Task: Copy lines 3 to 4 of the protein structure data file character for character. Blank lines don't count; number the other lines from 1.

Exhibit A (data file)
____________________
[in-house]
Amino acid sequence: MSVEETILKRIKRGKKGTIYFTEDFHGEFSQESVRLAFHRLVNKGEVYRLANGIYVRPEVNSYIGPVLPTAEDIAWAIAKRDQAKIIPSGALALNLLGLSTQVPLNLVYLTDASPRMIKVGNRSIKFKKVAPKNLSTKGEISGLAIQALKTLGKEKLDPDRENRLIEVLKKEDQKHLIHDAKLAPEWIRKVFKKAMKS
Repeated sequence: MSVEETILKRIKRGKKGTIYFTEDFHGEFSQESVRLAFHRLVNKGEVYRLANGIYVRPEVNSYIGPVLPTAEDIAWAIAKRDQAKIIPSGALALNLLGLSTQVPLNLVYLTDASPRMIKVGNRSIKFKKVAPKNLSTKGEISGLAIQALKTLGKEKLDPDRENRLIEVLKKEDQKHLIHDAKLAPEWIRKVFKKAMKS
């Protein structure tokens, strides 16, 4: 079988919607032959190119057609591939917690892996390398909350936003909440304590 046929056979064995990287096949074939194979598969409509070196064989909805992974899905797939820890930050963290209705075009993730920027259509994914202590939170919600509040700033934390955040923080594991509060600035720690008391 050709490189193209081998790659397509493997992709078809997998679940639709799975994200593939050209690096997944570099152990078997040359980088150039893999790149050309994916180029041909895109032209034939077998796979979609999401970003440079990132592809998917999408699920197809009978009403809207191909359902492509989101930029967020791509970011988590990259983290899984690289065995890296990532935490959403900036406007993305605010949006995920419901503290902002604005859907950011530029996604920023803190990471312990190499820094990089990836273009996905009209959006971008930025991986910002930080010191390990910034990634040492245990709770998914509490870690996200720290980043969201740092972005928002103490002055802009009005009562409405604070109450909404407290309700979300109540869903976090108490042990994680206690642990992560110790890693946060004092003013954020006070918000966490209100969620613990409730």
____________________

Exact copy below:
Repeated sequence: MSVEETILKRIKRGKKGTIYFTEDFHGEFSQESVRLAFHRLVNKGEVYRLANGIYVRPEVNSYIGPVLPTAEDIAWAIAKRDQAKIIPSGALALNLLGLSTQVPLNLVYLTDASPRMIKVGNRSIKFKKVAPKNLSTKGEISGLAIQALKTLGKEKLDPDRENRLIEVLKKEDQKHLIHDAKLAPEWIRKVFKKAMKS
């Protein structure tokens, strides 16, 4: 079988919607032959190119057609591939917690892996390398909350936003909440304590 046929056979064995990287096949074939194979598969409509070196064989909805992974899905797939820890930050963290209705075009993730920027259509994914202590939170919600509040700033934390955040923080594991509060600035720690008391 050709490189193209081998790659397509493997992709078809997998679940639709799975994200593939050209690096997944570099152990078997040359980088150039893999790149050309994916180029041909895109032209034939077998796979979609999401970003440079990132592809998917999408699920197809009978009403809207191909359902492509989101930029967020791509970011988590990259983290899984690289065995890296990532935490959403900036406007993305605010949006995920419901503290902002604005859907950011530029996604920023803190990471312990190499820094990089990836273009996905009209959006971008930025991986910002930080010191390990910034990634040492245990709770998914509490870690996200720290980043969201740092972005928002103490002055802009009005009562409405604070109450909404407290309700979300109540869903976090108490042990994680206690642990992560110790890693946060004092003013954020006070918000966490209100969620613990409730």